Why Most Freelance Developers Fail (YOU NEED TO KNOW!)
What Are The Most Common Developer Mistakes?
Are you a freelance developer? Are you looking to become a freelance developer? You're looking for the most common mistakes and issues that freelance developers face, how they fail and how to avoid these mistakes? Well, in this video, I'm going to give you exactly that: how to make sure that you as a freelance developer don't have scope creep. So you don't have issues like underpricing yourself. So you can charge a lot of money for good contracts, and retain clients for a long time. So you can build your business. That's what I'm going to cover in this video.
Why should you trust anything that I say about this? Well, I've been doing it myself since 2008, and
1. Scope Creep
So what's the first reason that freelance developers fail? How did they fail the most? Well, it's called scope creep. Any developer who's ever done any project, even for a job, even for an employer knows what scope creep is, even if they don't know the term. It basically means that as you're completing a project, as you're working on a project, the size of the project keeps increasing, and the work keeps increasing, and the clients or the employer keeps getting more and more impatient. And what happens is, they get more and more stuff for you to do while you have less and less time to complete it. And if it's a freelance contract, oftentimes you don't even get paid more. How to actually avoid this?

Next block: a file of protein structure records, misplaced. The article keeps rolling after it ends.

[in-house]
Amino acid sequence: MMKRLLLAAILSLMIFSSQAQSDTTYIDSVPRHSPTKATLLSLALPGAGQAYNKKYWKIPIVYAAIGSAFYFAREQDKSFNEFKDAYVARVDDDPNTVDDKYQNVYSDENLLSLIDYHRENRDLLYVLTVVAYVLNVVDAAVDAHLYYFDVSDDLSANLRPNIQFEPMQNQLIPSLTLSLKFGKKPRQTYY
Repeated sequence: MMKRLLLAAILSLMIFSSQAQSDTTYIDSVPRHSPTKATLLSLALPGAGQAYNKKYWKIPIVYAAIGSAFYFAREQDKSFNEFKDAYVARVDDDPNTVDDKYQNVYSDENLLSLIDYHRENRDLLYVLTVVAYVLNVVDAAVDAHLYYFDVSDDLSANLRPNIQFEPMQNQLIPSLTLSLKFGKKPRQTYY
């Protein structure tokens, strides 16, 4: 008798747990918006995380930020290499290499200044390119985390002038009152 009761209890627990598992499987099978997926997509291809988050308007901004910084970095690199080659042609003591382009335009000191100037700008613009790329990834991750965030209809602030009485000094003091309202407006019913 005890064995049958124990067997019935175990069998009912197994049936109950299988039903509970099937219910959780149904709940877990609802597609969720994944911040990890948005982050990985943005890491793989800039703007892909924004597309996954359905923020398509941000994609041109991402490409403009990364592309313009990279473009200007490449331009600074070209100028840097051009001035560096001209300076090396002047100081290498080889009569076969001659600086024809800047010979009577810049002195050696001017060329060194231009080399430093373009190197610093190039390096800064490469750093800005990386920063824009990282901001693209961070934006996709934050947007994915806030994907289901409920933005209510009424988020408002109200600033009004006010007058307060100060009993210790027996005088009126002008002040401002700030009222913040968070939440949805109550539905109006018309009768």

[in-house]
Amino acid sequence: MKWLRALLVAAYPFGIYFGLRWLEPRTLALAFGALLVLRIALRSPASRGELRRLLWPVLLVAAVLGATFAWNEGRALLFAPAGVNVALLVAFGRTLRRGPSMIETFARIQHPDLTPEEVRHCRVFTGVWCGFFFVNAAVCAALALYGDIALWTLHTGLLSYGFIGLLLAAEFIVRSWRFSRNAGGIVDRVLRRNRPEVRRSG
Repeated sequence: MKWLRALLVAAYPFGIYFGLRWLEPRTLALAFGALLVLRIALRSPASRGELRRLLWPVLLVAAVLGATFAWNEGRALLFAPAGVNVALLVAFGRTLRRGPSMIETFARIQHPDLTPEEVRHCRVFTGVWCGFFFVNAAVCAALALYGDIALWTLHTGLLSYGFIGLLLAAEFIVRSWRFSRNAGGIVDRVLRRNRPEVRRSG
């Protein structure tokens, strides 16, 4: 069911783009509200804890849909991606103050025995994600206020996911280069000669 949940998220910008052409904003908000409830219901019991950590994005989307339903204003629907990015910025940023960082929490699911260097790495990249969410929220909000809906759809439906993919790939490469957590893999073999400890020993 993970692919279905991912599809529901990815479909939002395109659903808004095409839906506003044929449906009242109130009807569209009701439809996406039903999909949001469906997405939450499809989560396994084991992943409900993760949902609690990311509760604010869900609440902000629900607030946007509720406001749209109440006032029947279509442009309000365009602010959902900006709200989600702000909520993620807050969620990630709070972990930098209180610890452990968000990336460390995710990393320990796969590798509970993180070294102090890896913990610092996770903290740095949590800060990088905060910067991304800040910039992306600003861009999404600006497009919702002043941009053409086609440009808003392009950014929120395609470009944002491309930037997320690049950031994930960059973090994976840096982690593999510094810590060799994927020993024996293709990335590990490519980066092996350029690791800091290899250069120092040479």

Set Up Right Expectations Expectations From The Start
It’s through setting up the right relationship with the client from the get-go and set their expectations right that any extra work requires extra pay, and to do what's called cost control. So especially if you work with a team, it's not just. You need to control costs of the projects, because if you let them escalate and expand and grow in complexity while you're working on them, that just makes it less profitable to work on these projects as a freelance developer.
2. The Race To The Bottom Pricing
So the next way that freelance developers fail is called the race to the bottom pricing. A lot of new freelancing platforms or less new freelancing platforms like Upwork.com, they use what's called a reverse auction, where the freelancer is bidding as low as possible on every single project. Now, the way to avoid bidding as low as possible on these projects is to not bid low on these projects, or to bid low and tell them it's a placeholder. You need to build credibility. You need to build lots of proof.